Over the weekend, the Philadelphia Parking Authority, which oversees all taxis and limousines in city limits, impounded six UberX cars in an undercover sting operation, saying that UberX was operating illegally here. Uber cried foul. Mayor Nutter told everybody to chill the heck out. And as of Tuesday at noon, the PPA had released four cars and said that they are expecting to release the remaining two shortly. Read more »
Mayor Nutter is urging peace in the war between the Philadelphia Parking Authority and ride-sharing service UberX — and suggesting that the PPA has a conflict of interest in the matter.
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[UPDATE] Uber has issued a statement calling the PPA sting a “deplorable charade.”
[ORIGINAL] On Saturday, we told you that Uber had announced the arrival of UberX — the cheaper version of Uber — in Philadelphia proper and that the Philadelphia Parking Authority, which regulates all cabs and limousines in the city, was none too happy about it. “We will impound the vehicle,” a PPA investigator told us when asked if the PPA would be conducting an undercover sting similar to the one that kicked car service SideCar out of the city in 2013. And by Saturday night, the PPA made it clear that the agency wasn’t messing around. Read more »
UPDATE 10/26 1:50 p.m.: The Philadelphia Parking Authority has impounded UberX vehicles through an undercover sting operation. For the full report, go here.
On Friday afternoon, the scads of Uber customers in the Philadelphia area received an email announcing the arrival of UberX, the company’s lower-cost alternative, within city limits. The company explained that it had decided to thrust UberX upon the city due to a convoluted situation that may have left hundreds of Philadelphia taxicabs without the insurance they need to operate. Read more »
If you live in Philadelphia or park in it on occasion, you necessarily hate the Philadelphia Parking Authority and its trolling band of uniformed parking enforcers, who make your life miserable with their little handheld parking ticket generators and their unique inability to offer an ounce of human compassion or empathy. But the thing is, they’re almost always right.
Earlier this week, crusty Daily News columnist Stu Bykofsky offered the world a story about a man who supposedly got a parking ticket before he even had a chance to get out of the car and feed the meter. It was one of those generic “The PPA Sucks!” PPA-indictment stories that pop up on a fairly regular basis and that are always good for lots of righteous indignation. As of Thursday morning, Bykofsky’s story had generated over 150 comments.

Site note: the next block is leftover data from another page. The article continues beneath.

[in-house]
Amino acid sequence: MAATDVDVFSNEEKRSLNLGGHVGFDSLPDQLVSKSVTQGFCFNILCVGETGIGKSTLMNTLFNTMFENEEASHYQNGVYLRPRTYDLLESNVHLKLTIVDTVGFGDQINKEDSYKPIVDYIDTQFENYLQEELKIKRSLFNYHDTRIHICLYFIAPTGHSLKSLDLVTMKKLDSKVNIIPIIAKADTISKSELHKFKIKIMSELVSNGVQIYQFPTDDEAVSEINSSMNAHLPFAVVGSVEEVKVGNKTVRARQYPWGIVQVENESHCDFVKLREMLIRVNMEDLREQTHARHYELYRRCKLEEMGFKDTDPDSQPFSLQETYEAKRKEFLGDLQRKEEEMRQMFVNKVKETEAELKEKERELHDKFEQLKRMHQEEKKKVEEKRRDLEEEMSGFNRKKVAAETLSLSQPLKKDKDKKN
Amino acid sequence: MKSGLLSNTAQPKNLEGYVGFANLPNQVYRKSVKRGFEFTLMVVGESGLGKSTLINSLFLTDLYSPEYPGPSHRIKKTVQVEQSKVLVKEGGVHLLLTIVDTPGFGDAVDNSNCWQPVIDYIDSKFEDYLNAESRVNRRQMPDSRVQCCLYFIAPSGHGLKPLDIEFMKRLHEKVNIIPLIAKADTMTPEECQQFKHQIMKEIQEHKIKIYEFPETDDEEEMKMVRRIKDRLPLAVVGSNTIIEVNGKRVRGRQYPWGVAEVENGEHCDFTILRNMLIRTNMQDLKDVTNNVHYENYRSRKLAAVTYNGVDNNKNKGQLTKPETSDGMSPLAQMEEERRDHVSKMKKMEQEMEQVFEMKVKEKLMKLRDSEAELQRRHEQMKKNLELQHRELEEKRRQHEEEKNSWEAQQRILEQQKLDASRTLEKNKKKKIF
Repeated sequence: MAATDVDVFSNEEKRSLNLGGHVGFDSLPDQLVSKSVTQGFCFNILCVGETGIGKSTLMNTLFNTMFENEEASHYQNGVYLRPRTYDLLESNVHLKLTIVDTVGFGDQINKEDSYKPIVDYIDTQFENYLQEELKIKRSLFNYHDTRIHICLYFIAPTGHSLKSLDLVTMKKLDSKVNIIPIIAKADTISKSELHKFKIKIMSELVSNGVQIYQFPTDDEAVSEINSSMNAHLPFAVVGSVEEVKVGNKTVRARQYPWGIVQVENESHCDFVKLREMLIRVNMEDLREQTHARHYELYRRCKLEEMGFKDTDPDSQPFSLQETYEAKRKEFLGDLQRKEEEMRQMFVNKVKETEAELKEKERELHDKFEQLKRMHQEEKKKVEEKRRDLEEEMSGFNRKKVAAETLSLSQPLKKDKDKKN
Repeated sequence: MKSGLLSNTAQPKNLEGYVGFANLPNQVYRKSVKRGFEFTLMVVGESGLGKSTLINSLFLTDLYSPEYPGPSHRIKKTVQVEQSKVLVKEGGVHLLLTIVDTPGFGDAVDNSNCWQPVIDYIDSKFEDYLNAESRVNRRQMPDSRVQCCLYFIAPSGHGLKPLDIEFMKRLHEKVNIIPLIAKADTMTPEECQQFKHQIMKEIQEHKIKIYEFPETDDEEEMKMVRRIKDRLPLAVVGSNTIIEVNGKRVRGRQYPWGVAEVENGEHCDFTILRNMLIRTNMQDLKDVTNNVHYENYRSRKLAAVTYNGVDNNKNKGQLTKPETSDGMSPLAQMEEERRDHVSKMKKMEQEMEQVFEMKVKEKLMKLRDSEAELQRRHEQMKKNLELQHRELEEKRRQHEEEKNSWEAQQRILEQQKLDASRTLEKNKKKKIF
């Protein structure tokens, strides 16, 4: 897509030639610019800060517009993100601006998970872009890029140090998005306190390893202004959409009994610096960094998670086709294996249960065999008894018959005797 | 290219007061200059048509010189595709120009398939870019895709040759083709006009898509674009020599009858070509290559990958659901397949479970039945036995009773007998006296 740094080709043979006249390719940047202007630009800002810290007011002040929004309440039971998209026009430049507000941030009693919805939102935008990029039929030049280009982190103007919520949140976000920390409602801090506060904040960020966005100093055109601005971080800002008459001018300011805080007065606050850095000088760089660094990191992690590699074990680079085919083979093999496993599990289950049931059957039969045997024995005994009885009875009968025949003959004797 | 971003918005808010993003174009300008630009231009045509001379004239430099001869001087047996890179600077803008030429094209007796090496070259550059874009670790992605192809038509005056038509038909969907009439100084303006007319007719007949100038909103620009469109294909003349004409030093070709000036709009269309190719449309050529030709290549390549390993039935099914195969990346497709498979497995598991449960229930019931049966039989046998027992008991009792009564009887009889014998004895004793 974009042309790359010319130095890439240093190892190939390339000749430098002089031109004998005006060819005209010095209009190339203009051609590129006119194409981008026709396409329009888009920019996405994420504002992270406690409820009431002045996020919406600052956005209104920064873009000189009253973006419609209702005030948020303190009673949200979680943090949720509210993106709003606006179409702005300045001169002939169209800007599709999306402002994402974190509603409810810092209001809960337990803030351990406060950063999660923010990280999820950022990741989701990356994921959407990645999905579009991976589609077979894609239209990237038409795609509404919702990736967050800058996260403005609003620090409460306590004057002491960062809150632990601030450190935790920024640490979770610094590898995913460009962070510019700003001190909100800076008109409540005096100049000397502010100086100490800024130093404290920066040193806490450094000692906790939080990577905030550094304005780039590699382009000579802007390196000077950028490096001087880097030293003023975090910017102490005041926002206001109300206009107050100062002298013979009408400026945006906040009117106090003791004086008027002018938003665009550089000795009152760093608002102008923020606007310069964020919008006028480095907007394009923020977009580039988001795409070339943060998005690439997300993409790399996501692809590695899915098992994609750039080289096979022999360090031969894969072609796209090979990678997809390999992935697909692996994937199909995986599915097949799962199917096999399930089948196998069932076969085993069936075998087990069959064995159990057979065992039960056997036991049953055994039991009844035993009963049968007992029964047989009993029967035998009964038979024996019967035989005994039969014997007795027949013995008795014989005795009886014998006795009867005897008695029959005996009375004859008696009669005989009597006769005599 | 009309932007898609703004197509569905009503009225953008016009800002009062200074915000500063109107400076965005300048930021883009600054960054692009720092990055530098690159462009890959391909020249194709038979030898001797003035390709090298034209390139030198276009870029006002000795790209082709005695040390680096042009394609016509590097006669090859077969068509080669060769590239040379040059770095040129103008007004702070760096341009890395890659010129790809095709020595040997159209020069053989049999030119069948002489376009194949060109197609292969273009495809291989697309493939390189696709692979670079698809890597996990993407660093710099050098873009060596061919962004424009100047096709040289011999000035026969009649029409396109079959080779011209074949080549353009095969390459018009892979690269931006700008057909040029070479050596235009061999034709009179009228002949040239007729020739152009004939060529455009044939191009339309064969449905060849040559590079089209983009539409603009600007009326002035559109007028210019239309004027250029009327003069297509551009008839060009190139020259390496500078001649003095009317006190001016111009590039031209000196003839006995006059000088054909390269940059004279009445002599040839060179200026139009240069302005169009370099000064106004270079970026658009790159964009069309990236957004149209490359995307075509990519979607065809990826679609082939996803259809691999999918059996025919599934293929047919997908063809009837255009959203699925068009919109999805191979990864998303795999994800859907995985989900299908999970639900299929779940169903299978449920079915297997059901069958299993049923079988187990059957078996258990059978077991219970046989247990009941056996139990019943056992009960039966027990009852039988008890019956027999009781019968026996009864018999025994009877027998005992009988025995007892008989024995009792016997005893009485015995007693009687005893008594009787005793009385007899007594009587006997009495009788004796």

But I was unmoved, because all Bykofsky had was one man’s word that this had happened, and in my experience with people and their parking tickets, either people lie outright or the truth is somewhere in the middle. Or they outwardly admit that they were “technically” in the wrong but that they still shouldn’t have received a ticket and that, oh yeah, THE PPA SUCKS!
A state review body on Thursday approved a city plan to install cameras in every single taxi cab operating in Philadelphia.
The plan, proposed by the Philadelphia Parking Authority, would affect 5,000 workers, medallion owners, and dispatchers. The system would let drivers hit a “panic” button to transmit live video to dispatchers and the PPA — a safety measure intended to deter a wave of violence against drivers.
The Philadelphia Parking Authority is hoping to allow you to pay for parking with your cell phone by next summer. Well, “hopefully,” a spokesperson says.
The technology is already in place in cities near Philadelphia, including Allentown and Camden. The PPA actually posted a request for information (RFI) about pay-by-cell parking, but has since said the RFI “will be revised and re-posted at later date.”
Fortunately, the the actual RFI is still on the PPA’s site (PDF). It’s pretty standard stuff. The PPA is (was?) simply looking to “explore available options with currently marketed services utilized by various government entities for Pay-by-Cell solutions.”
The Philadelphia Parking Authority is starting a study on motorcycle and scooter parking in Center City. It’s expected to last about six months.
Last year, the PPA began issuing $76 tickets to scooters and motorcycles parked on the sidewalk downtown. After protests, the PPA announced new initiatives for motorcycle and scooter parking, but it hasn’t followed through on the new spaces it pledged to create in early January.
The Bicycle Coalition of Greater Philadelphia posted an update today on its joint #unblockbikelanes Twitter campaign with the Philadelphia Parking Authority. Between January and March, the campaign, which launched in December, generated 55 complaints, and PPA reports that it doled out 264 tickets to cars illegally parked in bike lanes; the bulk of the tickets were issued on Spruce and Pine streets.
Hating the PPA is as Philadelphian as cheesesteaks, Rocky, and being thoroughly unsurprised at political corruption. But online presence PPAWatch does more than just hate the PPA. PPAWatch also catalogs all of the things that the PPA does to make Philadelphians hate it so very much. Read more »